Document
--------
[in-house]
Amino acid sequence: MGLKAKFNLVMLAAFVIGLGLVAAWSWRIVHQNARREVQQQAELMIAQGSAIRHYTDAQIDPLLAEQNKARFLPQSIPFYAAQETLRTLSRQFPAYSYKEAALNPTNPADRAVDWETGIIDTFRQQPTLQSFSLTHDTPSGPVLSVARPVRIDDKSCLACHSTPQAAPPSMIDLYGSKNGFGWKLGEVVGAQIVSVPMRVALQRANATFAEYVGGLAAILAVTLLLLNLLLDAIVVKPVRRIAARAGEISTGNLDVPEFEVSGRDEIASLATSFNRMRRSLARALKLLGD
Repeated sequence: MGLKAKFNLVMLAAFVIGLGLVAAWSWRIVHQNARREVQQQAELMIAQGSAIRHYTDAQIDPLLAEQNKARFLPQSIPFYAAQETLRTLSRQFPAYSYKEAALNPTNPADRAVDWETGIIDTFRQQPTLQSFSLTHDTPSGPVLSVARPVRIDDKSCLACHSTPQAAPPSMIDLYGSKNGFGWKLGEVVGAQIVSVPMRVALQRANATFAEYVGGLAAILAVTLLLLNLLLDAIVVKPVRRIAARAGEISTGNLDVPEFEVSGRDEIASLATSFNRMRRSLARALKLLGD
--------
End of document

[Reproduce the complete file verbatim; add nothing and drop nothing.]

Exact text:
[in-house]
Amino acid sequence: MGLKAKFNLVMLAAFVIGLGLVAAWSWRIVHQNARREVQQQAELMIAQGSAIRHYTDAQIDPLLAEQNKARFLPQSIPFYAAQETLRTLSRQFPAYSYKEAALNPTNPADRAVDWETGIIDTFRQQPTLQSFSLTHDTPSGPVLSVARPVRIDDKSCLACHSTPQAAPPSMIDLYGSKNGFGWKLGEVVGAQIVSVPMRVALQRANATFAEYVGGLAAILAVTLLLLNLLLDAIVVKPVRRIAARAGEISTGNLDVPEFEVSGRDEIASLATSFNRMRRSLARALKLLGD
Repeated sequence: MGLKAKFNLVMLAAFVIGLGLVAAWSWRIVHQNARREVQQQAELMIAQGSAIRHYTDAQIDPLLAEQNKARFLPQSIPFYAAQETLRTLSRQFPAYSYKEAALNPTNPADRAVDWETGIIDTFRQQPTLQSFSLTHDTPSGPVLSVARPVRIDDKSCLACHSTPQAAPPSMIDLYGSKNGFGWKLGEVVGAQIVSVPMRVALQRANATFAEYVGGLAAILAVTLLLLNLLLDAIVVKPVRRIAARAGEISTGNLDVPEFEVSGRDEIASLATSFNRMRRSLARALKLLGD